A myth says lightning never strikes twice in the same place. President Donald Trump appears to believe it can when it comes to replicating his narrow electoral victory in 2016.
What is not a myth is that you can’t reproduce experiences, such as a sports contest. Even if you could bring back the same fans and put them in the same seats (unlikely with the pandemic) you could not replicate the emotions or the dramatic action of previous games.
Whether you believe polls or not, Trump seems behind in several categories that matter, such as suburban white women without a college degree. There appears to have been a small decline in the most ardent and forgiving part of his base: evangelical Christians. He’s also not doing well in battleground states he won last time.
I know, the polls were wrong in 2016. In that year, a lot of people did not take Trump seriously. Some apparently weren’t honest with pollsters.
This year, Trump’s opponents are taking him seriously, to the point of visceral hatred.
It is one reason the major media resemble a propaganda arm of the establishment, reporting nothing good the administration has done and ascribing the basest of motives to him.
Editions of The Washington Post and New York Times on Saturday were unified in their criticism of the president’s Mount Rushmore speech. He was accused in “news stories” of delivering a “divisive culture war message” (Times) and “exploit(ing) social divisions” (Post).
Notice the culture war and social division are never the fault of the left. Trump is not responsible for rioting, looting and the destruction of monuments. Why aren’t the anarchists guilty of launching a culture war and dividing Americans? Answer: because it is all part of a unified tactic to harm the president’s re-election and restore the establishment to power.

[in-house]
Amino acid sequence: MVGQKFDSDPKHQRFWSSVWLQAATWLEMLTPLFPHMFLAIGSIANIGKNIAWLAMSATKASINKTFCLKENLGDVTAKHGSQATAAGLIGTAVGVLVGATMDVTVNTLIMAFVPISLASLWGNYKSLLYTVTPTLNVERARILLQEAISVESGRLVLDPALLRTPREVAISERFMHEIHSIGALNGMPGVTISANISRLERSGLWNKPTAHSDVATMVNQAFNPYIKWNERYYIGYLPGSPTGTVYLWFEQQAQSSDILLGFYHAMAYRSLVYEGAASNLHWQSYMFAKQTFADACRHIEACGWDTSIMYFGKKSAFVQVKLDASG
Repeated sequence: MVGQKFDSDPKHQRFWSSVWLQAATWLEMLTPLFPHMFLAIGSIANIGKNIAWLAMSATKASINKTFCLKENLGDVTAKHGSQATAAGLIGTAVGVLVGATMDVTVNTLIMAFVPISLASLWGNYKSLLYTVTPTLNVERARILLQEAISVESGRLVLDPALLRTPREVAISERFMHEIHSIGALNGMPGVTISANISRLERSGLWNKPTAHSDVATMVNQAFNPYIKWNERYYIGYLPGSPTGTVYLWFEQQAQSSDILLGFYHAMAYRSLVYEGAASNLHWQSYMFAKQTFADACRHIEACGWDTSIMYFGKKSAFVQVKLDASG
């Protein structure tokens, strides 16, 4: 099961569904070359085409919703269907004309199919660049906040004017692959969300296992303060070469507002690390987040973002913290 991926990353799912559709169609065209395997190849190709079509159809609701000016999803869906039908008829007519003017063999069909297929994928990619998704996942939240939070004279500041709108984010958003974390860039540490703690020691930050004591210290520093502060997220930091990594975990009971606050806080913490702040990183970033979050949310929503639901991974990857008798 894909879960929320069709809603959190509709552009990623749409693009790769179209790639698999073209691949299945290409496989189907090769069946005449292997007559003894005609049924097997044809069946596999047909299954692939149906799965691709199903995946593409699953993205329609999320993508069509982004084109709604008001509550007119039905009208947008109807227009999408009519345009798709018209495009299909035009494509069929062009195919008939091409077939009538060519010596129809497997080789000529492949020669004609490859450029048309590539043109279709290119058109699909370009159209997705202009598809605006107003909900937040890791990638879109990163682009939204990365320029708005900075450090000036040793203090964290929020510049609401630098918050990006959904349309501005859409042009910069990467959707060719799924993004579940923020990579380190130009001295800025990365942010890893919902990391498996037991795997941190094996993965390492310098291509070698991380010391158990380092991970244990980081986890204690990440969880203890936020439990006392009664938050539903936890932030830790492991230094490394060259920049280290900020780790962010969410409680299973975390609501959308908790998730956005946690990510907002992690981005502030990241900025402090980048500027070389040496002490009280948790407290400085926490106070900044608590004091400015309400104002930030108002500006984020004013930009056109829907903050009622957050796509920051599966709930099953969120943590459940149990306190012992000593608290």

A reluctance to vote for someone opens an enthusiasm gap. Enthusiasm for Trump and anger at Washington politicians (he was going to “drain the swamp”) are what propelled him to the presidency and confounded the elites who have had their long knives out for him since before he was elected.
Joe Biden, for whom enthusiasm is virtually nonexistent, gets a free pass from the media. His constant gaffes and inarticulate sentences have caused aides to tightly control his availability to the press and public for fear he will start to resemble someone for whom an Amber alert is issued when grandpa goes missing.
What should Trump do to improve his polling numbers?
First, display some empathy for people who have died from the COVID-19 virus and their relatives.
Second, acknowledge the virus is spreading and urge people to return to the practices that resulted in declining numbers of cases a few weeks ago.
Third, stop the personal attacks and ignore most (if not all) the attacks directed at him. These exchanges only spread the bile and increase book sales for his critics.
Fourth, contrast his policies with those of Biden, who has become a prisoner of the hard left, and say that if the Democratic nominee is elected, the country will be changed in ways that will resemble socialist states. Many younger people, taught by teachers and professors who have a high view of socialism and a low view of America, have no idea what socialism looks like, or its financial costs and threats to liberty.
Sometimes it’s enough to “feel your pain,” as President Bill Clinton once said. Whether he did is not the question. In Washington, if you can fake humility, you can fake anything.
The public wants to know if their president is with them, not above them. He should wear a mask. If he can’t visit sick people in hospitals, then visit people who have recovered. Show some kindness, then perhaps political lightning will strike again.
Readers may email Cal Thomas at email@example.com. Look for his new book “America’s Expiration Date: The Fall of Empires and Superpowers and the Future of the United States” (HarperCollins/Zondervan).
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